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California Governor will let manufacturers resume operations starting May 8, while Michigan’s Gretchen Whitmer cleared the way for them to reopen from May 11. (AP)
California Governor will let manufacturers resume operations starting May 8, while Michigan’s Gretchen Whitmer cleared the way for them to reopen from May 11. (AP)

Tesla, Ford, Fiat and GM get green light to reopen plants in Detroit

  • Losing just two weeks of production cost GM $600 million in cash in the first quarter, and carmakers have been borrowing money to tide them over during a shutdown likely to hurt second-quarter earnings even more.

Michigan and California’s governors are allowing manufacturers to open up factories in the coming days, delivering a boost to Tesla Inc. and Detroit’s three carmakers.

California Governor Gavin Newsom will let manufacturers resume operations starting Friday, while Michigan’s Gretchen Whitmer cleared the way for them to reopen beginning May 11. Ford Motor Co. on Thursday joined General Motors Co. and Fiat Chrysler Automobiles NV in scheduling the restart of North American plants for May 18.

“We’re not out of the woods yet, but this is an important step forward," Whitmer said in a statement. “This is good news for our state, our businesses, and our working families."

Whitmer’s decision clears the way for parts suppliers to start running their assembly lines to support vehicle plants resuming production later this month. Newson’s announcement elicited a cheer from Tesla Chief Executive Officer Elon Musk, who has sharply criticized shutdown orders.

Michigan is providing clear guidance for auto companies, component makers and factory workers after weeks of uncertainty about the timing. Most auto output ground to a halt in mid-March to slow the spread of the coronavirus and brace for a slump in car demand from home-bound consumers.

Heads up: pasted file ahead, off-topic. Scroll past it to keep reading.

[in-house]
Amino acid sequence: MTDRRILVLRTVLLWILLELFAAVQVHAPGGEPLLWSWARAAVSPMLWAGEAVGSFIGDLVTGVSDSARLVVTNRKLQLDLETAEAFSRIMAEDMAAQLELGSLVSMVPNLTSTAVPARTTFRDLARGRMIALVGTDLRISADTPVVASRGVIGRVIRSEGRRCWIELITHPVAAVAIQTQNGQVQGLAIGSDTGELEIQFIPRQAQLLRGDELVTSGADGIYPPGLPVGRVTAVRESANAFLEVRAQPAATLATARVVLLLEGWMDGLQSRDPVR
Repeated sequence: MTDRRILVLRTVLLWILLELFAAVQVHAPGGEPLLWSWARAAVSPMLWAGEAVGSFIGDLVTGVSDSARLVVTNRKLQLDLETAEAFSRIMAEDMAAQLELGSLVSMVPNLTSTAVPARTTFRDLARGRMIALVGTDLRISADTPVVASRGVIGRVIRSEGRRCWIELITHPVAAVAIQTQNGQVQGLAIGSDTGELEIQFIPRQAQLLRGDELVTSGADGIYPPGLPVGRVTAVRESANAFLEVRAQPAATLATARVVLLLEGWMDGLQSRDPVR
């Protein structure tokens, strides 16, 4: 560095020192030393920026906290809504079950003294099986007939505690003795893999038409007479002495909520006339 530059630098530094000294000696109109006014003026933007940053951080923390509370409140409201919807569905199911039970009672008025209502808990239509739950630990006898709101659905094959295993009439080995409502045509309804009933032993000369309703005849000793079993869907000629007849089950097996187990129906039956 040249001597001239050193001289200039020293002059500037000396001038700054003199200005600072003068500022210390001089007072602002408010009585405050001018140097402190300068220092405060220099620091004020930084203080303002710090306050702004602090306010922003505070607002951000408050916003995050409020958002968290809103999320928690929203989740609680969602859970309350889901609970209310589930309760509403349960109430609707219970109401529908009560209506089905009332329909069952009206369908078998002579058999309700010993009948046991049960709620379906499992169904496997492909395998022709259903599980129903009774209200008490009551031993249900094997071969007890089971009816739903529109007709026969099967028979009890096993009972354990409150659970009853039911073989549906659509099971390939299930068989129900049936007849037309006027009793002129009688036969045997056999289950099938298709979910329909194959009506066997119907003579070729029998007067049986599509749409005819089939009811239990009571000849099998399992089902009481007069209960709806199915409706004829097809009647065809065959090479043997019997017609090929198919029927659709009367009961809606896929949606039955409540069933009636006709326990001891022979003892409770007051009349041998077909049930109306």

Losing just two weeks of production cost GM $600 million in cash in the first quarter, and carmakers have been borrowing money to tide them over during a shutdown likely to hurt second-quarter earnings even more.

The United Auto Workers, whose members man the assembly lines at Ford, GM and Fiat Chrysler, has resisted earlier efforts to reopen plants. But the union’s president, Rory Gamble, signaled earlier this week the UAW would defer to the manufacturers after participating in meetings with them on safeguarding worker safety.

“The companies contractually make that decision and we all knew this day would come at some point," Gamble said in a statement. “Our UAW focus and role is and will continue to be, on health and safety protocols to protect our members."

(Also read: US auto union paves way for factory restart after Fiat reveals reopening plans)

Under Whitmer’s new executive order, manufacturers must implement a series of measures designed to protect workers from Covid-19. These requirements include a daily screening protocol when workers enter plants, including a questionnaire and temperature checks “as soon as no-touch thermometers can be obtained."

(Also read: Pickup trucks is the new magic word for US carmakers)

They must also create dedicated entry points at every facility and suspend visits by all personnel deemed nonessential such as factory tour guests. Ford, GM and Fiat Chrysler already have those protocols in place.

This story has been published from a wire agency feed without modifications to the text. Only the headline has been changed.

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